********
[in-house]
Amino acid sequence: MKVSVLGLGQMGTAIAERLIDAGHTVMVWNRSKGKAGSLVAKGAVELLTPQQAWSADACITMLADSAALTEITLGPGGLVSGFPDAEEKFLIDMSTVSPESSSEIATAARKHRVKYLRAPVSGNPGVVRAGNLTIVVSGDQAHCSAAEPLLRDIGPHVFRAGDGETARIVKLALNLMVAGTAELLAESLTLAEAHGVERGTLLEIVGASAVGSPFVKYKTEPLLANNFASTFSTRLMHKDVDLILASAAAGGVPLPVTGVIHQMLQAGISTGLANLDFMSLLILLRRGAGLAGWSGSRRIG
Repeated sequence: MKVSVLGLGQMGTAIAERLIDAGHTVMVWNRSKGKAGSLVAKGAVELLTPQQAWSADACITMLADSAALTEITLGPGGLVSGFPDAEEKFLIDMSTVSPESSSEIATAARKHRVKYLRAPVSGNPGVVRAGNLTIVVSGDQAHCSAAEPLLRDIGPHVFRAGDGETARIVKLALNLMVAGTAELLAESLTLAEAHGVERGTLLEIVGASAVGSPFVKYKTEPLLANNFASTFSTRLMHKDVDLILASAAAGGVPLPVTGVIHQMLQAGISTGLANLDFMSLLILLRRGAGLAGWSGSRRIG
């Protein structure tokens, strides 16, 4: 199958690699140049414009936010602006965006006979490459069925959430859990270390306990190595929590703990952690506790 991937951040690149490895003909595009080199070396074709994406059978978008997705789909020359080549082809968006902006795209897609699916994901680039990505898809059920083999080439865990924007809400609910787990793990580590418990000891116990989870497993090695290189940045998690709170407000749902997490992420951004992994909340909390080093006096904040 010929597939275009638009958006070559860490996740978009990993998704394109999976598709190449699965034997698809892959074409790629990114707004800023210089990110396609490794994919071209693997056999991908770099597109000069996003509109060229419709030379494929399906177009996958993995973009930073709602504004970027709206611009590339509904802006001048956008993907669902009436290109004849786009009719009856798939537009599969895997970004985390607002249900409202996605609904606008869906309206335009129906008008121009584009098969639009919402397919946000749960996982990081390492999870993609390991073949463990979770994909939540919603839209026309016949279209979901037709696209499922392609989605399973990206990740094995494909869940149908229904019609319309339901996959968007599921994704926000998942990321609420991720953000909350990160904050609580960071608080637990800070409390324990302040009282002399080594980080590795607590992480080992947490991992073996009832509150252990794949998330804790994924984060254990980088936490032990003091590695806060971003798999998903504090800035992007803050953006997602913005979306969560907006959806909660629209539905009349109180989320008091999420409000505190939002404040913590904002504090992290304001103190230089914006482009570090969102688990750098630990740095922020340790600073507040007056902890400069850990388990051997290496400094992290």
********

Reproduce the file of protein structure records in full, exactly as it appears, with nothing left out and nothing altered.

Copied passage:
[in-house]
Amino acid sequence: MKVSVLGLGQMGTAIAERLIDAGHTVMVWNRSKGKAGSLVAKGAVELLTPQQAWSADACITMLADSAALTEITLGPGGLVSGFPDAEEKFLIDMSTVSPESSSEIATAARKHRVKYLRAPVSGNPGVVRAGNLTIVVSGDQAHCSAAEPLLRDIGPHVFRAGDGETARIVKLALNLMVAGTAELLAESLTLAEAHGVERGTLLEIVGASAVGSPFVKYKTEPLLANNFASTFSTRLMHKDVDLILASAAAGGVPLPVTGVIHQMLQAGISTGLANLDFMSLLILLRRGAGLAGWSGSRRIG
Repeated sequence: MKVSVLGLGQMGTAIAERLIDAGHTVMVWNRSKGKAGSLVAKGAVELLTPQQAWSADACITMLADSAALTEITLGPGGLVSGFPDAEEKFLIDMSTVSPESSSEIATAARKHRVKYLRAPVSGNPGVVRAGNLTIVVSGDQAHCSAAEPLLRDIGPHVFRAGDGETARIVKLALNLMVAGTAELLAESLTLAEAHGVERGTLLEIVGASAVGSPFVKYKTEPLLANNFASTFSTRLMHKDVDLILASAAAGGVPLPVTGVIHQMLQAGISTGLANLDFMSLLILLRRGAGLAGWSGSRRIG
């Protein structure tokens, strides 16, 4: 199958690699140049414009936010602006965006006979490459069925959430859990270390306990190595929590703990952690506790 991937951040690149490895003909595009080199070396074709994406059978978008997705789909020359080549082809968006902006795209897609699916994901680039990505898809059920083999080439865990924007809400609910787990793990580590418990000891116990989870497993090695290189940045998690709170407000749902997490992420951004992994909340909390080093006096904040 010929597939275009638009958006070559860490996740978009990993998704394109999976598709190449699965034997698809892959074409790629990114707004800023210089990110396609490794994919071209693997056999991908770099597109000069996003509109060229419709030379494929399906177009996958993995973009930073709602504004970027709206611009590339509904802006001048956008993907669902009436290109004849786009009719009856798939537009599969895997970004985390607002249900409202996605609904606008869906309206335009129906008008121009584009098969639009919402397919946000749960996982990081390492999870993609390991073949463990979770994909939540919603839209026309016949279209979901037709696209499922392609989605399973990206990740094995494909869940149908229904019609319309339901996959968007599921994704926000998942990321609420991720953000909350990160904050609580960071608080637990800070409390324990302040009282002399080594980080590795607590992480080992947490991992073996009832509150252990794949998330804790994924984060254990980088936490032990003091590695806060971003798999998903504090800035992007803050953006997602913005979306969560907006959806909660629209539905009349109180989320008091999420409000505190939002404040913590904002504090992290304001103190230089914006482009570090969102688990750098630990740095922020340790600073507040007056902890400069850990388990051997290496400094992290």